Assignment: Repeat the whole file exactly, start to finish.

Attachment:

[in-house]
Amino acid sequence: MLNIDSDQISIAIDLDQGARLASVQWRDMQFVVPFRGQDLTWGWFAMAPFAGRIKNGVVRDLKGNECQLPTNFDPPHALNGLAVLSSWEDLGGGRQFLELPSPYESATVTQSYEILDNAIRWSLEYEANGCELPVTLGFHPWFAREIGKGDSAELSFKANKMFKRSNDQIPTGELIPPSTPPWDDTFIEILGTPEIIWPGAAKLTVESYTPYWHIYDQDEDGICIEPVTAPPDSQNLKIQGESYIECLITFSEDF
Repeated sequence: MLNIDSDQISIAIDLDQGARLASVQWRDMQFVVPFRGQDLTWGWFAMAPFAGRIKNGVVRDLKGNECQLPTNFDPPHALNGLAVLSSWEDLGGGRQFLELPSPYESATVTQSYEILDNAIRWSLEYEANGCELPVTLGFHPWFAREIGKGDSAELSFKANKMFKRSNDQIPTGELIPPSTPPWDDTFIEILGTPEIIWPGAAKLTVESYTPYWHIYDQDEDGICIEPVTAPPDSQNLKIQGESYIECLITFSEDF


[in-house]
Amino acid sequence: MLNIDSDQISIAIDLDQGARLASVQWRDMQFVVPFRGQDLTWGWFAMAPFAGRIKNGVVRDLKGNECQLPTNFDPPHALNGLAVLSSWEDLGGGRQFLELPSPYESATVTQSYEILDNAIRWSLEYEANGCELPVTLGFHPWFAREIGKGDSAELSFKANKMFKRSNDQIPTGELIPPSTPPWDDTFIEILGTPEIIWPGAAKLTVESYTPYWHIYDQDEDGICIEPVTAPPDSQNLKIQGESYIECLITFSEDF
Repeated sequence: MLNIDSDQISIAIDLDQGARLASVQWRDMQFVVPFRGQDLTWGWFAMAPFAGRIKNGVVRDLKGNECQLPTNFDPPHALNGLAVLSSWEDLGGGRQFLELPSPYESATVTQSYEILDNAIRWSLEYEANGCELPVTLGFHPWFAREIGKGDSAELSFKANKMFKRSNDQIPTGELIPPSTPPWDDTFIEILGTPEIIWPGAAKLTVESYTPYWHIYDQDEDGICIEPVTAPPDSQNLKIQGESYIECLITFSEDF